Iran first appeared to the volleyball world at the 2014 WCH, finishing in a respectable 6th position and dazzling fans with its fun-style volleyball play. It will take into this year’s competition basically the same team as it did last time, with Saeid Marouf, Milad Ebadipour, Farhad Ghaemi, Amir Ghafour, and Mohammad Mousavi leading the way. The team is at its prime.
Key Player: Marouf is about to turn 33 years old and has the best team Iran has ever fielded at his hands. Can he help his squad reproduce the magic it dazzled fans with in 2014? He is overly criticized in the media for not shining in the best moments, now will be his chance to prove his doubters wrong.
#7 – Brazil
The mighty have fallen. Current Olympic champions and winners of 3 of the last 4 World Championships, Brazil is going into the tournament without three important weapons: legendary coach Bernardinho, who retired from the national team last year, and its two starting outside hitters Ricardo Lucarelli and Mauricio Borges, who are out with injuries.
Key Player: Coach Renan Dal Zotto should expected to be fired if the team’s results are not deemed good enough. After a 4th place finish at this year’s VNL, he knows that he is in the hot seat.
Anything less than a podium finish for the following teams will be considered as a disappointment.
#6 – Poland
The current world champions, although not as nearly as good as the team that won gold 4 years ago, are still going strong. It started its VNL campaign this year with a 10-0 record, proving it can still dish it out with the best of them, and won the Wagner Memorial friendly tournament against powerful Russia.
Key Player: Vital Heynen has volleyball’s toughest job as the head coach of the most volleyball-crazy nation in the world. There are already rumors that his job may be on the line in case Poland doesn’t do good enough in the WCH, even though he assumed the job less than 6 months ago.
#5 – Serbia
Serbia boasted an 11-4 record in VNL’s preliminaries, with Drazen Luburic dazzling fans with his offensive efficiency, and he is not even a starter for Serbia’s A Team. Sporting names like Dragan Stanković, Aleksandar Atanasijević, Marko Podraščanin, and promising youngster Srećko Lisinac, Serbia’s squad is very deep and always boasts contender status.
Key Player: Nikola Jovović is a very underrated setter. In this WCH, he’ll have plenty of offensive weapons to choose from. Serbia’s success will go through his ability to share the ball and keep everyone happy.
#4 – France
The 2015 European and World League champion, France continued its dominating performance in 2018, with the runner-up’s medal at the VNL. The team boasts world class talent at every position in the court, with Jenia Grebennikov, Jean Patry, Trévor Clévenot, Benjamin Toniutti, Kevin Tillie, Julien Lyneel, Earvin N’Gapeth, and Kévin Le Roux all playing the best volleyball of their life. If everyone of its players keep healthy, it will be a force to reckoned with.
Key Player: Say what you want about Ngapeth’s antics, the guy delivers. As a master at the service line and at the back-court, he is the glue that keeps France’s team together. If he doesn’t recover well from his abdominal injury in time for the tournament’s most important game, it would be a big blow from France’s podium hopes.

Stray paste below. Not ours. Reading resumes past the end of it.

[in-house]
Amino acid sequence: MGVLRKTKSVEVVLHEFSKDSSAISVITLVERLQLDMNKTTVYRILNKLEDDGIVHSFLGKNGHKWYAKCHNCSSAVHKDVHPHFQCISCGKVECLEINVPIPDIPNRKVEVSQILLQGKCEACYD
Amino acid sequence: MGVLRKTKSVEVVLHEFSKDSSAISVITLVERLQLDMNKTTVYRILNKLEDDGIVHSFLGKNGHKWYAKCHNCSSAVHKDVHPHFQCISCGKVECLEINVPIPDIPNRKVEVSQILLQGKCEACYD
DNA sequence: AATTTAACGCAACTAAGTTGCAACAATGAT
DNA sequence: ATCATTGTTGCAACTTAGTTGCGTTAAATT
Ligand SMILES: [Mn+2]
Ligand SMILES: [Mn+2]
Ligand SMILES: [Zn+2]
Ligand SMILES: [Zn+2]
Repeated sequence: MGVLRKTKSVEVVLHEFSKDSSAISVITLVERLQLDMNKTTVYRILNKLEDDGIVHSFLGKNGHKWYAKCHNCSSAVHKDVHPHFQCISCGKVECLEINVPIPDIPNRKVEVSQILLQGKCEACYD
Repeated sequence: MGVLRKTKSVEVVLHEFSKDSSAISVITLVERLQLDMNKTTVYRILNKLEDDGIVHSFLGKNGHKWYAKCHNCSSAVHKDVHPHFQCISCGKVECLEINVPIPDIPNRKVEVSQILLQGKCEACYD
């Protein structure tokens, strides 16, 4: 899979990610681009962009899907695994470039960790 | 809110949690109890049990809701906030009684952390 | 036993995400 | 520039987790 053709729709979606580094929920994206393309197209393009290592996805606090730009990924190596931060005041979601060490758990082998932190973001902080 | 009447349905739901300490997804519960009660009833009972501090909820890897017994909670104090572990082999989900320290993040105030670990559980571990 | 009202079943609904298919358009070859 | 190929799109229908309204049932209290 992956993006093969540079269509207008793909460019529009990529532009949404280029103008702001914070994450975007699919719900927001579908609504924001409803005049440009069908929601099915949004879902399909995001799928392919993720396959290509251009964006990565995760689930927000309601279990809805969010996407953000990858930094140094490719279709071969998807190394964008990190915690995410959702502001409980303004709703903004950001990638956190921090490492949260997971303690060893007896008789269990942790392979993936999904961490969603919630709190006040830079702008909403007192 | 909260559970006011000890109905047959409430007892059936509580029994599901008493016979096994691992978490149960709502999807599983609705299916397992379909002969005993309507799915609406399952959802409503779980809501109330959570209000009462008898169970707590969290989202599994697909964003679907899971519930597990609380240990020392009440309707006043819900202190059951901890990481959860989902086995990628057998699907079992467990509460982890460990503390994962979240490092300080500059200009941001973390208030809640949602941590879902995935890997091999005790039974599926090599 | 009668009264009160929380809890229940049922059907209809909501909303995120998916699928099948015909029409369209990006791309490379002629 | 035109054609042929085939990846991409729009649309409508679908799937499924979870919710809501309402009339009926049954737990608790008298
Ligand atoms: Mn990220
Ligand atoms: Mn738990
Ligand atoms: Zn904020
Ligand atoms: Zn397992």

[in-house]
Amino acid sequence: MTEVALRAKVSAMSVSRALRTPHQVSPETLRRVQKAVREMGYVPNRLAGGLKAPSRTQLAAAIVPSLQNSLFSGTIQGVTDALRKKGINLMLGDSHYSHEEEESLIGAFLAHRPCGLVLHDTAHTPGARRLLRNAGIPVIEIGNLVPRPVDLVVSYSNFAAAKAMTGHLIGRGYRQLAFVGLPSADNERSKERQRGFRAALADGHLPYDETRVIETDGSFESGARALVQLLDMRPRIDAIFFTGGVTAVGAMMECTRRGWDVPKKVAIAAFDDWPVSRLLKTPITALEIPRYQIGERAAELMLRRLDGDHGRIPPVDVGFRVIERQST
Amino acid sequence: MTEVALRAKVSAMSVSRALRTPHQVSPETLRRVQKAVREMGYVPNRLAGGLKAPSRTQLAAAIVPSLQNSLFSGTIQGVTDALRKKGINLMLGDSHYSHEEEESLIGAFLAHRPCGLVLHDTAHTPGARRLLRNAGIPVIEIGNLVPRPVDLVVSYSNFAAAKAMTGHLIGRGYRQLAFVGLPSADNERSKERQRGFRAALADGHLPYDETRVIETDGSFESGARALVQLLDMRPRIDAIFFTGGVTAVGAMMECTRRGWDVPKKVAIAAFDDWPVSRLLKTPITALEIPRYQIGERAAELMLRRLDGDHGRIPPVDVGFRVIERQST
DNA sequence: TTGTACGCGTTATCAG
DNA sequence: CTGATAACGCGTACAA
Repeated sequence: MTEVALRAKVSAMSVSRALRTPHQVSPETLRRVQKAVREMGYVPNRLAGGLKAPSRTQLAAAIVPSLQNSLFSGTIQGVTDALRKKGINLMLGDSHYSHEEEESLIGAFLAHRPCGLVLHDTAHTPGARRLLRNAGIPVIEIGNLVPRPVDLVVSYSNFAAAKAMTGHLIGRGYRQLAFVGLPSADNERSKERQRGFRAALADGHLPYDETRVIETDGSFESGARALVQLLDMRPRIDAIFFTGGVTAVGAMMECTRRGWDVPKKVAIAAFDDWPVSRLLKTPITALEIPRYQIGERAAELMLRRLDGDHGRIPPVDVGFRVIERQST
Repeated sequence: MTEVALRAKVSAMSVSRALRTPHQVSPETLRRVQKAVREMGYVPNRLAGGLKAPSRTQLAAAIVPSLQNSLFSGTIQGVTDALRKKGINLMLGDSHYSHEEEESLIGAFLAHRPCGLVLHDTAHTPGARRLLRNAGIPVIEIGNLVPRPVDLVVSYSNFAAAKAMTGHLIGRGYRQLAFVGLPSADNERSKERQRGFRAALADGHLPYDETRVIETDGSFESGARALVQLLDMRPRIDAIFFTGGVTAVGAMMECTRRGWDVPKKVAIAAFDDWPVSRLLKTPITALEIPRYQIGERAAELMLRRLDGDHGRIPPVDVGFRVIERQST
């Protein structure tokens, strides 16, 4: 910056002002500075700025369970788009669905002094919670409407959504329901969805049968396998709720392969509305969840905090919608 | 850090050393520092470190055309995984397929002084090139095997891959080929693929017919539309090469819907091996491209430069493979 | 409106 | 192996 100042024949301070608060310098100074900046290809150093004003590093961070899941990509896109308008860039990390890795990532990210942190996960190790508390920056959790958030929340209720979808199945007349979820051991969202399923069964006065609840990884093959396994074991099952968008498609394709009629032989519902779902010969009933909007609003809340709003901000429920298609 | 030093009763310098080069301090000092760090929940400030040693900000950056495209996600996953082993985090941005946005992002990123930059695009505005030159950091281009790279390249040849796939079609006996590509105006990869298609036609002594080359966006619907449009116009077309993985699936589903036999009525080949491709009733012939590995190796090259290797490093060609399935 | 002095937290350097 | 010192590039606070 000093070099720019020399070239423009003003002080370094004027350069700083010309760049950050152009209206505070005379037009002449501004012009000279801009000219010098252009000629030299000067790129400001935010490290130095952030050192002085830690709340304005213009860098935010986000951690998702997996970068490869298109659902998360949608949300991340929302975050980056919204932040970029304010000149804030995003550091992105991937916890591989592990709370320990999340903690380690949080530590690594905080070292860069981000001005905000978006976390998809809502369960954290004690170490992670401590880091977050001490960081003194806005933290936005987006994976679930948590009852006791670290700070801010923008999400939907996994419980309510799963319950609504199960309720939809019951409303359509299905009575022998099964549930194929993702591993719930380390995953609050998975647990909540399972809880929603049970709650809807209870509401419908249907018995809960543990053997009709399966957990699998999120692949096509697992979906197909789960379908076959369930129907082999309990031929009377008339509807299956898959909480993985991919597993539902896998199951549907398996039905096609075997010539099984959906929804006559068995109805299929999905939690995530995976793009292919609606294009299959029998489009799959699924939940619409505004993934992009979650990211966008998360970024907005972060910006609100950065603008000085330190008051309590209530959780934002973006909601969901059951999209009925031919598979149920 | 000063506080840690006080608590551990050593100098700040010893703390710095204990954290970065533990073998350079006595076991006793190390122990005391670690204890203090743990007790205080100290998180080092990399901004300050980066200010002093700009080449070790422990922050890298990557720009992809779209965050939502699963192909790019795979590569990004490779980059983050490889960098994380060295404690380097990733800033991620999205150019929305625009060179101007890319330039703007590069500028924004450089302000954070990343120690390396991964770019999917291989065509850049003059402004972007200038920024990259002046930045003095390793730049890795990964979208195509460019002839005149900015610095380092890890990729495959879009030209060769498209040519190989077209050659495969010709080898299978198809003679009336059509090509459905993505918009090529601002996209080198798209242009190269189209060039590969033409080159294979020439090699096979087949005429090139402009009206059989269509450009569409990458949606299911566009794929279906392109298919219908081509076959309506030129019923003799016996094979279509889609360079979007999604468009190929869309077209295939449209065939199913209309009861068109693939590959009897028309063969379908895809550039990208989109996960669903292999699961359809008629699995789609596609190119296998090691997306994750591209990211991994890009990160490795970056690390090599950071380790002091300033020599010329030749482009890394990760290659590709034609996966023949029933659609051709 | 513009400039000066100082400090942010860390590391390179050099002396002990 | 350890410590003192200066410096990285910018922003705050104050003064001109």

#3 – United States
Team USA is always a contender. The VNL bronze medalists will go into the WCH hungry for more, looking to win its first world title since 1986. With a team that has kept its core intact for the last 4 years, the team enjoys enough chemistry and experience to make a run for gold.
Key Player: While Micah Christenson and Matt Anderson are the clear stars and leaders of the team, Taylor Sander can be the difference maker between a run-of-the-mill and podium finish. He started the year very well, making it to the VNL’s Dream Team squad. He is known for his oscillating performances, but if he can keep it together during the WCH, USA’s chances goes up that much more.
#2 – Italy
Don’t let its pitiful VNL campaign fool you, Italy simply didn’t care for it. Now, when it matter most, the hosts will field its A team, which means Simon Giannelli,
Osmany Juantorena, and Ivan Zaytsev will be on the court at all times. The team is almost exactly the same offensive powerhouse as the one that won Olympic silver in 2016. Pair that up with the fact that it will be playing at home, and a podium finish becomes almost a certainty.
Key Player: Zaytsev made the move from Italian champs Perugia to Modena because he wanted to go back to playing at the opposite position. One of the most skilled players in the world, he now will have to prove he’s good enough to deserve diva treatment.
#1 – Russia
Artem Volvich, Dmitry Volkov, Dmitry Muserskiy, Maxim Mikhaylov, Sergey Grankin, and the list goes on and on. The most decorated team in WCH history with 6 titles, but with no successes since 1982, Russia is very hungry to end its bad streak. With a roster that is 12-players deep, and coming off a dominating VNL title run, it is the clear favorite for the gold. With a team that boasts an MVP candidate at every court position, opponents will have a hard time trying to contend against it.
Key Player: Muserskiy hit an unheard of 65.6 % from the field during Russia’s VNL run, while also finishing in the top 10 in serving and blocking. If he comes even close to that kind of performance again, FIVB should just give the trophy to Russia ahead of time.